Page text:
Treasury Secretary Mnuchin on February 26, in an interview on Fox News Channel's Sunday Morning Futures, indicated that President Trump would be touching on tax reform in his speech to a joint session of Congress on Tuesday evening, February 28.
The following provides some highlights of the tax reform discussed by Secretary Mnuchin.
On the individual side, Secretary Mnuchin indicated that the focus is on fewer tax brackets, simpler taxes, and creating a middle income tax cut. On the business side, he indicated that the focus is on making U.S. companies competitive, noting the “need to create a level playing field for U.S. companies to be able to compete in the world.”
In terms of repatriation, Secretary Mnuchin noted that he expects that companies “will bring back trillions of dollars that are sitting offshore and redeploy those in the United States.” He also indicated that the administration is looking at “different types of parts of the plan” to encourage businesses to use that money to create new jobs and invest in the business, rather than just buy back stock.
When asked by the interviewer (Maria Baritromo) about the border adjustment (i.e., the proposal in the House Republican “blueprint” for tax reform), Secretary Mnuchin did not indicate whether the administration supported or opposed the proposal. Instead, he stated:
So, let me just say this is something we are studying very carefully. There are certain aspects that the president likes about the concept of a border adjusted tax, there are certain aspects that he's very concerned about. So we're looking at these things. We're looking very closely with the House. We're working very closely with the Senate. And you're going to see a combined plan that takes the best of all of this when we bring it forward.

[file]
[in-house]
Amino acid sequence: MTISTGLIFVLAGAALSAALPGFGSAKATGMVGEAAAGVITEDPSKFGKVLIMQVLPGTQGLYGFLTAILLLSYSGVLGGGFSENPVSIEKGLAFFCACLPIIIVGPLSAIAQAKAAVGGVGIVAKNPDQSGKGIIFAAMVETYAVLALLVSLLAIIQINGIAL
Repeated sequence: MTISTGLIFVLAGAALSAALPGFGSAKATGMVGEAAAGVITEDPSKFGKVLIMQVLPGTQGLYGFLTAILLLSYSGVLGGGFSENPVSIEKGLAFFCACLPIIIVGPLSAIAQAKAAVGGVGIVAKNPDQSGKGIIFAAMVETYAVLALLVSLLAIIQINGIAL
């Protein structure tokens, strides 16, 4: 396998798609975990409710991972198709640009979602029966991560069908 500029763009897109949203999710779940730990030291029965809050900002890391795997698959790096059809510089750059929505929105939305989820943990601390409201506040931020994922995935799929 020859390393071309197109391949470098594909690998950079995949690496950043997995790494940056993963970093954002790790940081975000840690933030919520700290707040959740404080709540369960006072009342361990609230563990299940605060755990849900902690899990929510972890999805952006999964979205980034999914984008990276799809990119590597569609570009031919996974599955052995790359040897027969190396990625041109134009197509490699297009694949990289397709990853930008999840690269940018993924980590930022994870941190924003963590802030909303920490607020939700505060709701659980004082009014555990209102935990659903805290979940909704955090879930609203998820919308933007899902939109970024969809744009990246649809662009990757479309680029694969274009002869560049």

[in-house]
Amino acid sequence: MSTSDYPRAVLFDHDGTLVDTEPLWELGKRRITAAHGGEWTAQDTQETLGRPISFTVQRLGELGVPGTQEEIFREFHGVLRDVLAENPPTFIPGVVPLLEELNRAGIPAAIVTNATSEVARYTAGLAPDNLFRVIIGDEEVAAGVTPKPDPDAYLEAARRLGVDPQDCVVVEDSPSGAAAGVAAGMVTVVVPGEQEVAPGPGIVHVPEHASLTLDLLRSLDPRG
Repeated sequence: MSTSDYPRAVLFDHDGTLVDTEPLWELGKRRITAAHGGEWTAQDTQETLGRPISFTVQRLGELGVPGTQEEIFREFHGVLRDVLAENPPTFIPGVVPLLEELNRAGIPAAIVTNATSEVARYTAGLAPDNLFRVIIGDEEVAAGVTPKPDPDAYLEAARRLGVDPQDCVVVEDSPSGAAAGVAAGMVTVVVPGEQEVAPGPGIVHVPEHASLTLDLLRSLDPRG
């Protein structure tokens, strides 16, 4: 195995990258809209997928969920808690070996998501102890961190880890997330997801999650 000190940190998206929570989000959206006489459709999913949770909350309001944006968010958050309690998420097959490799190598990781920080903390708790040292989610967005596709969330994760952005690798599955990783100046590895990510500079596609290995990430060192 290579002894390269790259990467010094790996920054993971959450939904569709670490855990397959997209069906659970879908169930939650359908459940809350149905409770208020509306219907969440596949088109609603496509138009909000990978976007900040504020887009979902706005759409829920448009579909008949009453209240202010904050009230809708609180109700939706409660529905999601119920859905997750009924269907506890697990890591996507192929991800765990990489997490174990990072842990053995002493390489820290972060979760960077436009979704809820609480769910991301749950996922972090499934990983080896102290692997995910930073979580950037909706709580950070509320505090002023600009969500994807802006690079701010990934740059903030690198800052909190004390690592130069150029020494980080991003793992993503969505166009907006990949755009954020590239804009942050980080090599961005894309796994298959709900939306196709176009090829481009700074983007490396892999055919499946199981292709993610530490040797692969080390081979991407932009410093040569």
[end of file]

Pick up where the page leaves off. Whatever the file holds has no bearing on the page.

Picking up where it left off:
Later in the interview, when asked about potential complexities associated with a border adjustment tax for companies with intricate supply chains that are both importers and exporters, Secretary Mnuchin reiterated that there would be a “joint plan” that “will be something that will be simple, that companies will know how to incorporate.”
In response to a question about the over $1 trillion in revenue expected to be raised by the proposed border adjustment, Secretary Mnuchin recognized that this revenue could be used to lower the business and corporate rate, which he indicated was important. Nonetheless, he also indicated that the administration’s growth projections alone would provide for more revenue. Affirming the administration’s belief in dynamic scoring, he explained that:
. . . if we make business taxes more competitive, people will do more business here and we'll get more revenues. So although there may be an absolute lower rate, that doesn't necessarily mean it's a corresponding drop in revenues.
In response to a question about whether he worried about possibly getting into a trade war if the United States were to enact a proposal that looks like a border tax, the Treasury Secretary said:
Well, we're not going to get into trade wars. But what we are going to do is the president believes in free trade. But he believes in fair trade. And we're going to renegotiate these dollars so they're good for the American public, they're good for the American worker and they're good for American companies. And all we're looking for are fair deals where the deals work for us and they work for the other parties.